As other models exist and there is agreement that no single model can match the need for global explanation the test is the co-existence, compatibility, and coherence with approaches, concepts, building blocks or metaphors like:

A conceptual superstructure, or mapping for knowledge and ignorance was proposed (see: Design Considerations for Spatial Metaphors, reflection on the evolution of viewpoint transportation systems, co-author AJN. Judge).

The subject-box enables us to map out how we are looking at the objects in the object-box and the context-box enables us to map the metaphors of understanding the kind of reality in which this is taking place. Cognitive images provide means of transport between the different elements of the display, representing movements of thought. By having such an extended space-representation of our concepts, it is possible to discover patterns of thinking that are dynamic and integrative. The Panorama design uncouples the rigid connections that usually operate in our thinking, giving the elements space to breathe and produce new life.

The centrepiece of the proposed Panorama of Knowledge and meta-knowledge is called "Blackbox Nature" and can be understood as a mirror or translator between objects and subjects (see Jung/Pauli). The proposed architectonic of open real or abstract spaces links entities (real and abstract objects) and concepts into a common context or layout (PANORAMA).

Mobility in a physical and cognitive sense, using also vehicles like images and metaphors, allows to transcend situations and carry meaning between conceptual and mental models by cultivating the mind's eye. It is hoped that such a mental locomotion will allow to see a bigger picture and ease understanding.

 - - - - - - -

A remedy for the problems given above may be to provide orientation within a "Panorama of Understanding ". Designed in the following three modules it allows integral thinking and coalescence of different aspects, facets, and views:

1 ?The definition and concept of Ecology to visually and conceptually integrate and interact along and across hierarchical scales (like the subjects axis, and magnitude and time scales), to present proportions and consequences and allow indication and communication about the interconnectedness of Nature. This building block is called: Blackbox Nature or Rubik's Cube of Ecology and was developed 1990 for the German Chancellery to exhibit GOBAL CHANGE - Challenges to Science and Politics" (presently up-dated). The Cube combines high resolution art work and scientific visualisations to show selected windows or frames Into" the precious scale-transcending "germ" we call Nature. With many windows left blank or black we are to realise our limited understanding, our only intuitive approach to beauty and harmony we find in Nature, and why decency and cautioning any action is recommended.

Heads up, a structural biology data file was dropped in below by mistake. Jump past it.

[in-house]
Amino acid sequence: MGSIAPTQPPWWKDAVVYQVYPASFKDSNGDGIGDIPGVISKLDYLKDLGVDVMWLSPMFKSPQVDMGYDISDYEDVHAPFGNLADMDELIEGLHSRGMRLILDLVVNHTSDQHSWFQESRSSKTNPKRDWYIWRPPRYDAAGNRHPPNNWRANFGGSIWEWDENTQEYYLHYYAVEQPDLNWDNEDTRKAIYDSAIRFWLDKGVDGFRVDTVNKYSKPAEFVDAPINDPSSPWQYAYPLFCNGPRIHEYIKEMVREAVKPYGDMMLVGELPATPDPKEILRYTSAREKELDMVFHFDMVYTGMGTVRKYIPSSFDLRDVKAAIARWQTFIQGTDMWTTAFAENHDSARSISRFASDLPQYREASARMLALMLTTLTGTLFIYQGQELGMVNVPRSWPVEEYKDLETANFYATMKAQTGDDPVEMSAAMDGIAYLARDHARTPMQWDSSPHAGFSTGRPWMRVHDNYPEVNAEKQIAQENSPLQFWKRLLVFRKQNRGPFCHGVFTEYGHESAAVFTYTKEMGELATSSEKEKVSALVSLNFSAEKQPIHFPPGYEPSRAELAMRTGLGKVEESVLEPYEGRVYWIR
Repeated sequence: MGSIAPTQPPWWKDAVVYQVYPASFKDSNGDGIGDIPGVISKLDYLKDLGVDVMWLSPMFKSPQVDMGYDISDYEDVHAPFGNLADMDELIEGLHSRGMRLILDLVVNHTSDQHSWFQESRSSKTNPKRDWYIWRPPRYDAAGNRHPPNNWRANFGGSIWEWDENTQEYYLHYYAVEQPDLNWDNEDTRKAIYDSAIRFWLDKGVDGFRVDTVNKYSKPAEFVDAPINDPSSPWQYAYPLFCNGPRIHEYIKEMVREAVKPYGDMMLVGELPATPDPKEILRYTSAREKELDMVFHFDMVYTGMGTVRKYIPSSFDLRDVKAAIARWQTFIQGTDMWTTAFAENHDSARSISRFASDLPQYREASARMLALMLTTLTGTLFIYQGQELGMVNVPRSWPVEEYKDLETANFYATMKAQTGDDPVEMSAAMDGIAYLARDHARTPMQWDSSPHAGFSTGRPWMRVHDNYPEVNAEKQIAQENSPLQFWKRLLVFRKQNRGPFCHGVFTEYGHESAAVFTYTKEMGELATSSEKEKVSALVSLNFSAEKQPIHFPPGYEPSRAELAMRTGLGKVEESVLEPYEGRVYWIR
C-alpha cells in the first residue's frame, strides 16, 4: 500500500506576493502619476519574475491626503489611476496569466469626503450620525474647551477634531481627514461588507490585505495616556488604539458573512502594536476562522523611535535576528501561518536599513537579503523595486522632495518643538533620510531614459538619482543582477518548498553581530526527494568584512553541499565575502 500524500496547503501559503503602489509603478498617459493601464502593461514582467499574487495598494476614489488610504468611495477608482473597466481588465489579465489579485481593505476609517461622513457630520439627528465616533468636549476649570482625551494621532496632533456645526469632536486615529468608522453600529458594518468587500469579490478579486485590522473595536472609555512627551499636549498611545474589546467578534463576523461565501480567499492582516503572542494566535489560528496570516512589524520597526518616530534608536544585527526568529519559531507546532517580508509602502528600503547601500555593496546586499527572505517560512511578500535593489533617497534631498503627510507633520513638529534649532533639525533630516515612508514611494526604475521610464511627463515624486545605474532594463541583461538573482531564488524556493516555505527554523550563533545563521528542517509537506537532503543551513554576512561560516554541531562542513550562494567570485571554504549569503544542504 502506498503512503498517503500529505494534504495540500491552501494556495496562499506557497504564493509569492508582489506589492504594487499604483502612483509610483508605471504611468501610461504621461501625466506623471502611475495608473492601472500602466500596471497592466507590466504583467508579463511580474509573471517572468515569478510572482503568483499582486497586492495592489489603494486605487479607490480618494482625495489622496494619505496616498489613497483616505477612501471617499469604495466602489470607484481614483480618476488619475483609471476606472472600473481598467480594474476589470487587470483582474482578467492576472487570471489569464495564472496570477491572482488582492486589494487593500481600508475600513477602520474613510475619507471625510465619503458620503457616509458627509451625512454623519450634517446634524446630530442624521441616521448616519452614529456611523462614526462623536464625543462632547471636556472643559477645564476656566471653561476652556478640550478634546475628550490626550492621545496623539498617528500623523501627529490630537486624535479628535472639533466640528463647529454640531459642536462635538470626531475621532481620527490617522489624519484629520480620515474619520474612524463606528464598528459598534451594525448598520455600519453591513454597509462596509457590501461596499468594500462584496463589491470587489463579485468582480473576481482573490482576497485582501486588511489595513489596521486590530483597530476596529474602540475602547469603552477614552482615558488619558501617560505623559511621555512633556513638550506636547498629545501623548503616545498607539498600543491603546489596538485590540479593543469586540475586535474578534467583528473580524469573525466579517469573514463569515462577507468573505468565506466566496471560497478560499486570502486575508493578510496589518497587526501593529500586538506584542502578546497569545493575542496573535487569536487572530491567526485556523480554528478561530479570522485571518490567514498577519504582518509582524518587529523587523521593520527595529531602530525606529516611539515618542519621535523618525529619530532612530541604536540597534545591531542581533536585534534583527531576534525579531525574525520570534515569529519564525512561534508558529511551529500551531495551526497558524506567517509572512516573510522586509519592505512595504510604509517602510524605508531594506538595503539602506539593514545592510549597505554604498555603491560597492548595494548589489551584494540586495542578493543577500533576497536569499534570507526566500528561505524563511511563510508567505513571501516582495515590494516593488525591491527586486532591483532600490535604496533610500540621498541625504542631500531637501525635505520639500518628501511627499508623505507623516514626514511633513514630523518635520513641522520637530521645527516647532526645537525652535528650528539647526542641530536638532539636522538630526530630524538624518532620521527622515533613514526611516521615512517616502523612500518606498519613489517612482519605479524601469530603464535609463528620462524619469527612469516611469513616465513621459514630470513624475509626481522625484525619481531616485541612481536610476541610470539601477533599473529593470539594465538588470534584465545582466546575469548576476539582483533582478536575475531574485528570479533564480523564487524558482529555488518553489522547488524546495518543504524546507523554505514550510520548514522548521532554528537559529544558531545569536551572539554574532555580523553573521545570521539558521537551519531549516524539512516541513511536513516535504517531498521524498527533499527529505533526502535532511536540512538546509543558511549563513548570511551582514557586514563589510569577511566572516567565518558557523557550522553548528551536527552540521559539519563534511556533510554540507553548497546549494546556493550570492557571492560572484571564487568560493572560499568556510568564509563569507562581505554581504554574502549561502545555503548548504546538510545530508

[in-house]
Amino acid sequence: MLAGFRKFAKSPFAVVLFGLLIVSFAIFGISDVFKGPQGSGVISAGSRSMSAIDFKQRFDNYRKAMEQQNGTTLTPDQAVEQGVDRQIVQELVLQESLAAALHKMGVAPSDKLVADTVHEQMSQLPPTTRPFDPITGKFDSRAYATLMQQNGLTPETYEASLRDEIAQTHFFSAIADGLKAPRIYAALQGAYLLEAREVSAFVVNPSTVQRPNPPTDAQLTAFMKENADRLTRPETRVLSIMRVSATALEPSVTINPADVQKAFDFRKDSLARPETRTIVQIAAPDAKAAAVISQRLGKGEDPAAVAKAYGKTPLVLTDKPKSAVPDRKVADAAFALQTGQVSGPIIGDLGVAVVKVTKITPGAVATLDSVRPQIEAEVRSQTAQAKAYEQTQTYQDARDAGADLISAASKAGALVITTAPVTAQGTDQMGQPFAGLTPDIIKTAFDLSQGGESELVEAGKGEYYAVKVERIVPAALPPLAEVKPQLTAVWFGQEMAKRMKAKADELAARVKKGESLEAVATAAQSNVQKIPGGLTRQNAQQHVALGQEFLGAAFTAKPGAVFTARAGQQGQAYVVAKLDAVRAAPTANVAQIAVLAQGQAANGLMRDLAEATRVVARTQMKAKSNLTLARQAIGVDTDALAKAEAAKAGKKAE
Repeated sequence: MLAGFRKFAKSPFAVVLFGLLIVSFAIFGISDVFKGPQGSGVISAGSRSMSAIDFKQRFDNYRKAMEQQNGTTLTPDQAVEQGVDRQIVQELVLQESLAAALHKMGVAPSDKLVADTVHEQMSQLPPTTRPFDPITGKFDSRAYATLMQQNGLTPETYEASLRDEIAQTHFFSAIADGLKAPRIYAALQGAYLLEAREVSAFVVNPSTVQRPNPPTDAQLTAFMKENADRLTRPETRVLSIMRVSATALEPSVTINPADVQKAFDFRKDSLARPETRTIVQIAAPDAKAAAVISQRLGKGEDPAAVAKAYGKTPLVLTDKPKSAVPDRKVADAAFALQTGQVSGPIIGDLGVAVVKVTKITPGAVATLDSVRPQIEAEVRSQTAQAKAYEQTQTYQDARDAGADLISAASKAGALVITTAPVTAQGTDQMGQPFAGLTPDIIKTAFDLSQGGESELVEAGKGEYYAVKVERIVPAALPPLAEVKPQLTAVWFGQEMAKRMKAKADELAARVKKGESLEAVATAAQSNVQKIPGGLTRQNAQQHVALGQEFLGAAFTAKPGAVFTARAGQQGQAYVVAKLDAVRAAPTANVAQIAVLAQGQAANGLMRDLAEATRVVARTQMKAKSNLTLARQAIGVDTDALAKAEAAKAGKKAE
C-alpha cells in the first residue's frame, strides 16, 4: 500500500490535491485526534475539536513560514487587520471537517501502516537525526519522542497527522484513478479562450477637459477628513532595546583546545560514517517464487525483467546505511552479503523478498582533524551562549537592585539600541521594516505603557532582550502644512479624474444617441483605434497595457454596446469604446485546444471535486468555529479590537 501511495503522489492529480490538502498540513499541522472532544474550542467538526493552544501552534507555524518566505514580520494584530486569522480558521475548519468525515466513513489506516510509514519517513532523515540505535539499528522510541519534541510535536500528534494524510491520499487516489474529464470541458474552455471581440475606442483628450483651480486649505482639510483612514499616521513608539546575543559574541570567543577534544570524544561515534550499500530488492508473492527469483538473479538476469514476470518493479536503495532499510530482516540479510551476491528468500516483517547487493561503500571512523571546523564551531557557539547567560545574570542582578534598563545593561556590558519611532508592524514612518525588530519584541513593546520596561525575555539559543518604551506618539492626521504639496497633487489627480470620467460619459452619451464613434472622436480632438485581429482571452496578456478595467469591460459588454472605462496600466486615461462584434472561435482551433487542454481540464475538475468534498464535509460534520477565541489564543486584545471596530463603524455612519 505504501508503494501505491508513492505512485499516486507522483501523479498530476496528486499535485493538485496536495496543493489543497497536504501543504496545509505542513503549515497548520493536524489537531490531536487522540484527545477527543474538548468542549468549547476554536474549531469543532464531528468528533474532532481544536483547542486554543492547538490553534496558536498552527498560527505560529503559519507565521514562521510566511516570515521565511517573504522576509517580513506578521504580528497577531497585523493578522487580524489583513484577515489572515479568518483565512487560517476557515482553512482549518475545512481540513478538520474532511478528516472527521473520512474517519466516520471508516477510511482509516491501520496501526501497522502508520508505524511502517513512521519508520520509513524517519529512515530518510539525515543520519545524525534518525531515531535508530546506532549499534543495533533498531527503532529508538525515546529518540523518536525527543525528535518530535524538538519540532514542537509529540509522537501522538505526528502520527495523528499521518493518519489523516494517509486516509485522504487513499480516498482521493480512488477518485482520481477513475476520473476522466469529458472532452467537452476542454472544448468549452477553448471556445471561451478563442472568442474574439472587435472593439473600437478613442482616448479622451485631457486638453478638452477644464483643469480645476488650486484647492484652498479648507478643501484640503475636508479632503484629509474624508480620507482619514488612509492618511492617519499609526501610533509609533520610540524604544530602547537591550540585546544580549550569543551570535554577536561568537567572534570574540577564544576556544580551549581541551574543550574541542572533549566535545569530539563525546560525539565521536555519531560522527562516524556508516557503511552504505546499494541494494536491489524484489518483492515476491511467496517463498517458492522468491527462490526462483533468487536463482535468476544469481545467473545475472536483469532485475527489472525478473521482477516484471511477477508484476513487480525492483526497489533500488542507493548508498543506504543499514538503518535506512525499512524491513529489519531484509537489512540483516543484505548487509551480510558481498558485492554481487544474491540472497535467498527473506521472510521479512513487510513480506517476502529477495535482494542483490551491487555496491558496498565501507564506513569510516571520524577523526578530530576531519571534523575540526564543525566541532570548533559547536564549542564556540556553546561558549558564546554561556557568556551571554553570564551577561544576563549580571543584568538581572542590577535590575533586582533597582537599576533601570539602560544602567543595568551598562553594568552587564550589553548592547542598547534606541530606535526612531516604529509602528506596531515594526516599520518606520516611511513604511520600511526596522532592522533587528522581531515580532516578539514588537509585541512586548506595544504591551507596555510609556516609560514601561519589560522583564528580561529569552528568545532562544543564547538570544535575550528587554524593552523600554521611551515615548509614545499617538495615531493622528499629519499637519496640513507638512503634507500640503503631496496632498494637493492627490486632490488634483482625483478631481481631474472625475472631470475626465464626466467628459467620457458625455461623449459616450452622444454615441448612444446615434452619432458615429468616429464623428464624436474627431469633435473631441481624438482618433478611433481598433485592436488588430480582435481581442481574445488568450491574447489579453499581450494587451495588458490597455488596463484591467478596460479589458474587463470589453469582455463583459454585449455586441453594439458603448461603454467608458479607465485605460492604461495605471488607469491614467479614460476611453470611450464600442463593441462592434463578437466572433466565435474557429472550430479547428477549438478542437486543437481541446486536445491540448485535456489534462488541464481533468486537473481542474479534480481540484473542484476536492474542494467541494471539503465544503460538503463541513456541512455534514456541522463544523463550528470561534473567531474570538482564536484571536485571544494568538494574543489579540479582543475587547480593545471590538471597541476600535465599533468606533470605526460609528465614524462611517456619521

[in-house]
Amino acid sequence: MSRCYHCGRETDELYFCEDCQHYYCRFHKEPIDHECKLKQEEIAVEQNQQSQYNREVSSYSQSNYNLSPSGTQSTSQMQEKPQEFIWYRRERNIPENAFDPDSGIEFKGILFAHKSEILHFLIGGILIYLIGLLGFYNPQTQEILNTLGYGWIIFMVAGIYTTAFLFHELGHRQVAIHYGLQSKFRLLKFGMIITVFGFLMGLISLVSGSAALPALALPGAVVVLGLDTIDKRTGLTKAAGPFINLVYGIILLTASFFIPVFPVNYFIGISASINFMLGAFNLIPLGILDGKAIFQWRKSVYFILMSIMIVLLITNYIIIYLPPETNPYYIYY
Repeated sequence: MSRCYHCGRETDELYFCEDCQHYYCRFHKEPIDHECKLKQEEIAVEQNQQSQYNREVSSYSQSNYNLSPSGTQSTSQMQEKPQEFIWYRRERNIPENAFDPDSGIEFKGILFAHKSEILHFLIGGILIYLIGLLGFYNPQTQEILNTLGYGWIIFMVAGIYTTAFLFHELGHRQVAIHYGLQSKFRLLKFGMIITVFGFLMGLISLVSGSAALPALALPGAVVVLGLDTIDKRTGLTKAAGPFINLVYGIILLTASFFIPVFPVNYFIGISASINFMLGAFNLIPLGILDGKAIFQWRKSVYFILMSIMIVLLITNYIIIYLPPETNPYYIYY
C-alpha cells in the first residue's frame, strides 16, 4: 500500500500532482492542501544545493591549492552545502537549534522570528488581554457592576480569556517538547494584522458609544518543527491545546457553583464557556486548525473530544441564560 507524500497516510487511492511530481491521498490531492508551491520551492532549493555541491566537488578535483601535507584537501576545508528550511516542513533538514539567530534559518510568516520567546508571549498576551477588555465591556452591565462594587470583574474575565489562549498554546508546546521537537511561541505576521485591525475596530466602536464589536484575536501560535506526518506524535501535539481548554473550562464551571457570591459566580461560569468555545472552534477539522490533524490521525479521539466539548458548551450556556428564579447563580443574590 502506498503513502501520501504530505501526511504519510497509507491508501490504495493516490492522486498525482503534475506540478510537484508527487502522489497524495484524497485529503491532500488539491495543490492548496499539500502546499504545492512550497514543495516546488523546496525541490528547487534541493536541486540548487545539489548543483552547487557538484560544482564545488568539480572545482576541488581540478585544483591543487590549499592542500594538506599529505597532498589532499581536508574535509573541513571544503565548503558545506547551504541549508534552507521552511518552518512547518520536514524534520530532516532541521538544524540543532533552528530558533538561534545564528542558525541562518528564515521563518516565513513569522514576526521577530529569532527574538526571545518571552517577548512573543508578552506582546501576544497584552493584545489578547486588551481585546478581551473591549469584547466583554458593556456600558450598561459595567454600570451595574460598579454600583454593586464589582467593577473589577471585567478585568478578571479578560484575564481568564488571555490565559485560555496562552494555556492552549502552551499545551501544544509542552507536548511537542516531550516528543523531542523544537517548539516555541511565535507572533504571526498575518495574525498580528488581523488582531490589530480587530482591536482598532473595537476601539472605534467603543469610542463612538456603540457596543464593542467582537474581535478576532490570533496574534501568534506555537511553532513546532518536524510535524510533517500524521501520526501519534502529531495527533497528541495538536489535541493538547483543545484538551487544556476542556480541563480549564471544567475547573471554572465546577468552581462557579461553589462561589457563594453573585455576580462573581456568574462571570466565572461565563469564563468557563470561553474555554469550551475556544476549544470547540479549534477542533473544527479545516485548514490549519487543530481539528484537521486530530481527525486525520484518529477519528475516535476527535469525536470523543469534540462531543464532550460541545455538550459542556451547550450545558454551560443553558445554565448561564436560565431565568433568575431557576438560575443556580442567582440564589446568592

2. ?Integrate what we know and focus on what we do not know in one framework or picture. As this framework needs to be deeply structured within a higher order, (similar to implicate orders), we propose the following set of three connected nested scaffoldings, which form one conceptual superstructure and leave time as a dimension ruling all master reference schemes. It consists of the following three sub-elements:

2.1 ?The land-scape as the native and basic space for human experience and understanding, for panning and zooming, using telescopic approaches to "scapes" (deep structured spaces). As optics and ethics are etymologically grounded we see approaches from varying distance in any environment as a way to clarify and "enlighten" structures and patterns. (The resulting understanding and transparence through means like lenses, the chacteristica universalis by Leibniz, or computing in modem times was always exciting and considered mystic as long as people could not see and follow what was going on). - Scape is a term we use to indicate deep structured spaces.

Fig. 2: The Blackbox Nature or Rubik's Cube of Ecology. Bridging and composing subjects, magnitudes, and time frames is the challenge of ecology and will ease understanding and caution us by making us aware about how little w c know. The open box, bridging beyond boxes and domains, presents an implicate higher order which allows us to map patterns, processes and dynamics by providing a pointer or global index by a top-down approach. The Box and Panorama display wholeness and interconnectedness and allow us to point at and "store" relations, scales, proportions and consequences in a repeatable format. This is necessary as day-to-day, scientific and political discourses are mixed up and we are not finding positions and anchor-points in the real and conceptual world and do not see what and how little we know.


2.2 ?The imaginary Blackbox Nature above, a conceptual theme-scape or issue-scape. Note should be made that children accept the concept easily and are ready for new conceptual or abstract understanding at about ten years of age. They focus conceptually beyond the immediate environment into abstract or virtual contexts, before the age of ten, their "thing and think" is to experience space, motion and time physically, logically, and conceptually. Before and after they can "float" in abstract realms (fantasia) and sometimes have good command of imagination (eidetic). Children liked the framework as a way to explain teachers and parents "what is going on".

2.3 The word-scape or term-/theme-scape (semantic space) based on samples used in universal library organisation systems. One such scheme or global index is based on the square lambdoma, which is more suitable than spherical representations for this purpose, and is called the Information Coding and Classification (ICCO) by Ingetraut Dahlberg from the International Society for Knowledge Organisation (ISKO). The matrix of global subjects and general form concepts, and a depth dimension (specific facets or categories) is a semantic exploratory navigation space, based on harmonic principles, enabling storage without redundancies as well as access and permutations within underlying structures and patterns.